A live-in aide has been charged with the murder of an 80-year-old man who was found beaten to death in his home with ‘I touch little girls’ scrawled on his chest.
Rene Ayarde, 28, was charged Monday with murder, manslaughter and assault, months after the July killing of Robert Raynor in his Staten Island apartment.
She and her daughter lived with Raynor who was discovered dead in a pair of pants in the first floor hallway of a multi-family home in Tompkinsville with several injuries.
Police have refused to give a motive for Ayarde, who was arrested for child abuse hours after the killing, but has only now been charged with murder.
Just six hours after police discovered Raynor lying shirtless with cuts to his forehead and two black eyes, Ayarde allegedly assaulted her three-year-old daughter.
Rene Ayarde (pictured), 28, has been charged with murdering an 80-year-old man who was found beaten to death in his home with ‘I touch little girls’ scrawled on his chest
Ayarde and her daughter lived with victim Robert Raynor (pictured) who was discovered dead in the first floor hallway of a multi-family home in Tompkinsville with several injuries
She threw her daughter onto the concrete ground and dragged her along a street before throwing a bottle of water of the girl’s face, police said.
A passerby is said to have seen the alleged abuse and while Ayarde was screaming at her crying daughter, the woman called the police.
But Ayarde then took the phone out of the woman’s hands and knocked her to the ground, leaving her with bruises and scratches on her body, prosecutors allege.
‘Are you calling the police? Give me your phone,’ Ayarde shouted at the woman according to court documents seen by Daily News.
The three-year-old was rushed to hospital with bruises to her neck when emergency services arrived.
Ayarde had been arrested for assaulting her three-year-old daughter just hours after the killing in July, but she has only now been charged with murder
At the hospital, investigators found other injuries on the girl’s knees, face and cheek which were in various states of healing, according to the court documents.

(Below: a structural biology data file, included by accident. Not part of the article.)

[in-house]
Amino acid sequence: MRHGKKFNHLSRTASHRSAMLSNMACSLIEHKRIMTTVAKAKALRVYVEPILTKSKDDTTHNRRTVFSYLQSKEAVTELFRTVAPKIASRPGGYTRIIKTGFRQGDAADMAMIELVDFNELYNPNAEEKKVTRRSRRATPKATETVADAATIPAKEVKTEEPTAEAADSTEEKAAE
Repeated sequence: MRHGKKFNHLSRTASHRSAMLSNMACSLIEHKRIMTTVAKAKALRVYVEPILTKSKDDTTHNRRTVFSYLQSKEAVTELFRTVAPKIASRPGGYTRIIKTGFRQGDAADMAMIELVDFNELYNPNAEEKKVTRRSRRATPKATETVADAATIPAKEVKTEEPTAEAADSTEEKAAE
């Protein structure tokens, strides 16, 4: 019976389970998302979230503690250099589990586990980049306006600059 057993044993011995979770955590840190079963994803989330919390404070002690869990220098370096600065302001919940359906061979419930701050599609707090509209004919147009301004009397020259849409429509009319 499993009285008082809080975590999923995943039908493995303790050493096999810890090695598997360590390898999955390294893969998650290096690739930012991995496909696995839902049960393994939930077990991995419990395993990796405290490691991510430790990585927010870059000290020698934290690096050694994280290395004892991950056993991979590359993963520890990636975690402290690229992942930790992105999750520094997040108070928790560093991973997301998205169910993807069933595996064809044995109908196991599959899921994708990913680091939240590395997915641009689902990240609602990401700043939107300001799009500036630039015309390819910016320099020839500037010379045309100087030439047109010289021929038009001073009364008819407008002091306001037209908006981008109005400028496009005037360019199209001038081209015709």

‘I was outside and Mommy threw me on the floor,’ the girl told police, according to the court papers.
At the time, Ayarde was ruled out as a suspect in the murder probe into Raynor’s death.
But four months later, she has now been charged.
The disturbing message found on Raynor’s chest do not seem to be backed up by the 80-year-old’s extensive rap sheet.
He had 24 prior arrests to his name, but no record of pedophilia and his name does not appear in the state’s online registry of known sex offenders.
NYPD cops guarding the crime scene at Raynor’s home where he was found dead in July
Only four of his two dozen arrests were unsealed, including two assaults against a girlfriend in 1987, a third assault in 1992 and drug possession rap in 1996, the Post reported.
Detectives believe Raynor’s body, which was found in the hallway, was dragged there from his first-floor apartment, according to sources.
The victim’s daughter, Carolyn Whetstone, from North Carolina, has insisted that her father was not a pedophile and that he ‘would not touch a child’.
She told the Daily News: ‘That’s not my father. He would not touch a child. He would never violate anyone. He’s got daughters and granddaughters that he’s watched when he’s come to visit me… That’s not him. That’s not true.’
Detectives believe Raynor’s body, which was found in the hallway, was dragged there from his first-floor apartment, according to sources. Pictured: NYPD cops guarding the crime scene
Whetstone added that her father was suffering from cancer and arthritis in his knees ‘so he didn’t have the physical ability to do that’.
She said Raynor had been living with Ayarde and her daughter for several years due to his health issues.
Whetstone had called the police to make a wellness check on her father after she had not been able to contact him via phone during the Covid-19 pandemic.
‘When I finally did talk to him last month he told me he was barely able to move,’ she said about her father’s health. ‘It was that bad.’
She added: ‘He was a fun person. He liked joking around. All he liked to do was have fun.’